I am not sure if I can explain how I determine whether something is interesting from a gonzo history perspective, but let’s take a look at an example. On Friday, I was in Canterbury with an hour and a bit to kill, and as is the ancient custom of my people I was looking through the bookshelves in charity shops. While doing this, I came upon this:

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Now, for a moment I thought that this might be an interesting read for Gonzo History, until I flipped through it. It has some funny bits — the antichrist is apparently Silvio Berlusconi, of all people — but mostly it is just conspiracy gibberish and all tiresomely predictable. It is what I call a “symptom” — that is, the detached ravings of a kook rather than a genuinely gonzohistorical phenomenon. “Kook” might be mean; I mean, dude could really need actual help.

To provide contrast, I pulled this one from my bookshelf:

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It’s not just that this is Phrenology, the organ of the British Phrenological Society (Inc.) but that it is the careers issue. The careers issue, I ask you! Far from the ravings of a kook, this is pseudoscience — and seriously, a pseudoscience that a child could see through; you only have to read their account of their trip to the National Portrait Gallery to go “hang on a moment” — as a more or less respectable facet of society, with this very staid, respectable journal and a careers issue. That is way weirder than some guy that thinks that Silvio Berlusconi’s media empire and Catholicism make him obvious Antichrist material and can’t even keep his fictional Screwtape Letters bullshit steady for ten minutes.

Further selections from the relevant shelves to follow.

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Aside

Convincing unconvincing archaeology

An upcoming conference in London, about which more in a bit, has got me thinking about earlier talks I gave which relate to H.P. Lovecraft, history and archaeology. The link I posted below to the Treadwell’s one is expired, but I will see if I can find it again. However, I also appeared on an episode of the H.P. Lovecraft Literary Podcast (“H.P. Podcraft” to its friends) talking about The History of the Necronomicon and Ibid. The interesting thing to me about these minor works of Lovecraft’s is the way he manages to adopt the style and jargon of historians (different in those days, of course) to give his work an air of being authenticity. In fact, Lovecraft famously said that in a story with fantastic elements the other elements have to be totally realistic — have to be handled as if they were a hoax.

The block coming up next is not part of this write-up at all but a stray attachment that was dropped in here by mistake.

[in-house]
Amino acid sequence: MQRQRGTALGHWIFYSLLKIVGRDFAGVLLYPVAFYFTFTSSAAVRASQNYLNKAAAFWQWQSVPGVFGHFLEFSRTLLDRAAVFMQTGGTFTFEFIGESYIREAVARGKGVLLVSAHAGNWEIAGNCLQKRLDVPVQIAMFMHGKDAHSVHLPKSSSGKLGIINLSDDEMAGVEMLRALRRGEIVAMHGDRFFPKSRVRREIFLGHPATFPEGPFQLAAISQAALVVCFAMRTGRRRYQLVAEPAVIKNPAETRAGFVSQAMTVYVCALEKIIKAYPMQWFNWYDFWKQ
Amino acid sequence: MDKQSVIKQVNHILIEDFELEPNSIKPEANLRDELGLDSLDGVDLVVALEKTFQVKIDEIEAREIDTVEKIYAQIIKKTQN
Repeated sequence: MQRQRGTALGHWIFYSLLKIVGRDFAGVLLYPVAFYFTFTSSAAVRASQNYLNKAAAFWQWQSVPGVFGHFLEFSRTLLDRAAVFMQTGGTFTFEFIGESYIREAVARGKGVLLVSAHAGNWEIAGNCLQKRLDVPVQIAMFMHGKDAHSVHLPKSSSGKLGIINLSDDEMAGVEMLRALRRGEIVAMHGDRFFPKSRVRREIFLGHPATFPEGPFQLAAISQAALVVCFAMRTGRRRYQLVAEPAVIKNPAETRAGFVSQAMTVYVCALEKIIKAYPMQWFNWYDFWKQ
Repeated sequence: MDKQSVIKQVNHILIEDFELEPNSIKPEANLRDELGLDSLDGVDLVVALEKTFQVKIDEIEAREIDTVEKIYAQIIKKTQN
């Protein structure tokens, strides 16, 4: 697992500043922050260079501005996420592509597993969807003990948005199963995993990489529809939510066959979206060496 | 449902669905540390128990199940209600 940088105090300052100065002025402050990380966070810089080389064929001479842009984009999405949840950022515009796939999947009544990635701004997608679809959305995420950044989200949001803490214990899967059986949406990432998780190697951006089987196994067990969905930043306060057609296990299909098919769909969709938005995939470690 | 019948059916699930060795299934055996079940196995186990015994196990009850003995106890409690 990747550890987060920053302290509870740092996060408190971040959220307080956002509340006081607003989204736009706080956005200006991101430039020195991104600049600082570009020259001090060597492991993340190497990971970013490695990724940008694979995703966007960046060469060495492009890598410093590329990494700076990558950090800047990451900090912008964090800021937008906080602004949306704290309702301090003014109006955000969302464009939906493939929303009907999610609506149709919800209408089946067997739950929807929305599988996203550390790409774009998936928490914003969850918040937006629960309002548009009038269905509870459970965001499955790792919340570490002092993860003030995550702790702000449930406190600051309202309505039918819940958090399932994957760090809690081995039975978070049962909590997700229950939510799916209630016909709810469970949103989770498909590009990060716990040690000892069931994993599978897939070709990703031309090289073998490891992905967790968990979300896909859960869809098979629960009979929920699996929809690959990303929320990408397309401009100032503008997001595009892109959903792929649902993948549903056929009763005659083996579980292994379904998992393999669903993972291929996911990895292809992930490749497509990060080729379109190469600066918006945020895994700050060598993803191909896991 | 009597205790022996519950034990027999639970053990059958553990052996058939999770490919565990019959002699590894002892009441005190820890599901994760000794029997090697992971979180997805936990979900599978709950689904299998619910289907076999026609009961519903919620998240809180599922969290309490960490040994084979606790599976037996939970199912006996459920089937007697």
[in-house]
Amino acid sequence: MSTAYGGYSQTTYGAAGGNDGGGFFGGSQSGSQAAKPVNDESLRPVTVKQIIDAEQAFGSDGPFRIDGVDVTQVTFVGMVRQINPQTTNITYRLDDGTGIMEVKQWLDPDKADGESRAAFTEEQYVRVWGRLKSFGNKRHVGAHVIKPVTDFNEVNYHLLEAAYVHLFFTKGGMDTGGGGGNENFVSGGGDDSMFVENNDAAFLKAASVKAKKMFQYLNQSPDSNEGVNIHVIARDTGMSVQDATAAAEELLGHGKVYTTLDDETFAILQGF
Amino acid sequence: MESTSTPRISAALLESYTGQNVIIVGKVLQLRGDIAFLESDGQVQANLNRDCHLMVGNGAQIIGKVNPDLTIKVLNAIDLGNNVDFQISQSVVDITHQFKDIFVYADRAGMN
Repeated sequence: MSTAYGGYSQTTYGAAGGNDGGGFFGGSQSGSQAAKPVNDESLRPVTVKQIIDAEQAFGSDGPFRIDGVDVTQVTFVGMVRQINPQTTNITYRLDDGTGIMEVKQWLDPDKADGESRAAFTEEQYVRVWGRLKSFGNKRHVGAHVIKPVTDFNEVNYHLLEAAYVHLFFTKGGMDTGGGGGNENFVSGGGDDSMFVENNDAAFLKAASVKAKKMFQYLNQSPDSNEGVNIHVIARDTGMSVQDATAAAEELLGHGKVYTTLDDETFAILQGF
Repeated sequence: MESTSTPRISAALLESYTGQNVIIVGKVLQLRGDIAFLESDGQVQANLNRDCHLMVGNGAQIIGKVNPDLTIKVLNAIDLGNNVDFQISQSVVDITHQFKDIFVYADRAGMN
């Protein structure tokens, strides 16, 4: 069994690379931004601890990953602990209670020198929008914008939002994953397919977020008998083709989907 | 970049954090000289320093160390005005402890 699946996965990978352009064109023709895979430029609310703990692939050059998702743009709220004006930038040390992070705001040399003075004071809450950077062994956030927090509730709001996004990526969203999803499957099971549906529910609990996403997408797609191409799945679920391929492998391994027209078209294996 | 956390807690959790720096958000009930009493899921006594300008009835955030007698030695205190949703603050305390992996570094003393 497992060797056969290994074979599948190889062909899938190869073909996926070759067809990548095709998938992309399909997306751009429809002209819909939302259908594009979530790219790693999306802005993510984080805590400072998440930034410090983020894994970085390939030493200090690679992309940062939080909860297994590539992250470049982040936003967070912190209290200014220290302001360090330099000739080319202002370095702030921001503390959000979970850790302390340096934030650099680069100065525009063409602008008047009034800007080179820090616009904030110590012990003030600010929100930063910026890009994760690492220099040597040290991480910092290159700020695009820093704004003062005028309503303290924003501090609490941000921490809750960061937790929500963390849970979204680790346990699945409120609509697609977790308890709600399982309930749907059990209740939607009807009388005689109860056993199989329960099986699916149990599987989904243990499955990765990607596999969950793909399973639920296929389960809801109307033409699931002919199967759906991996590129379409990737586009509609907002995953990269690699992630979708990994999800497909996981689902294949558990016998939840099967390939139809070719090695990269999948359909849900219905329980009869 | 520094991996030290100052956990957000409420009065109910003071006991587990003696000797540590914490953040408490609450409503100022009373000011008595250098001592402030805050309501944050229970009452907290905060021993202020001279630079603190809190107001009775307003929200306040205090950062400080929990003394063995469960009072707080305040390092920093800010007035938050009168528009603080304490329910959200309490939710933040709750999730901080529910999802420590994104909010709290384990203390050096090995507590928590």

I wondered if this were not tangentially related to the work of former Cambridge colleague Tera Pruitt, whose web presence I am not able to find with lazy searching but whose work should be required reading for anyone interested in pseudoarchaeology. You can check out her Master’s thesis here, but there’s probably more out there, and if I find it I shall promote it. Basically, one of the things she noticed about pseudoarchaeology was its tendency to appropriate aspects of actual archaeology, in terms of its language, its organisations, its structures … everything but the actual archaeology, of course. Frustrating for archaeologists but fun for Forteans.

Now, maybe Cornelius Holtorf, in one of his bomb-lobbing archaeology/pop-culture treatises, would say that this isn’t a perversion of the system — this is the system. Me personally, I would not agree, but I can sort of see where he’s coming from. Sometimes what’s really important — and this is certainly the case when we’re talking about Lovecraft and history — isn’t what you say but how you say it.

I never explain this stuff clearly, and I’m not sure I have now.

Convincing unconvincing archaeology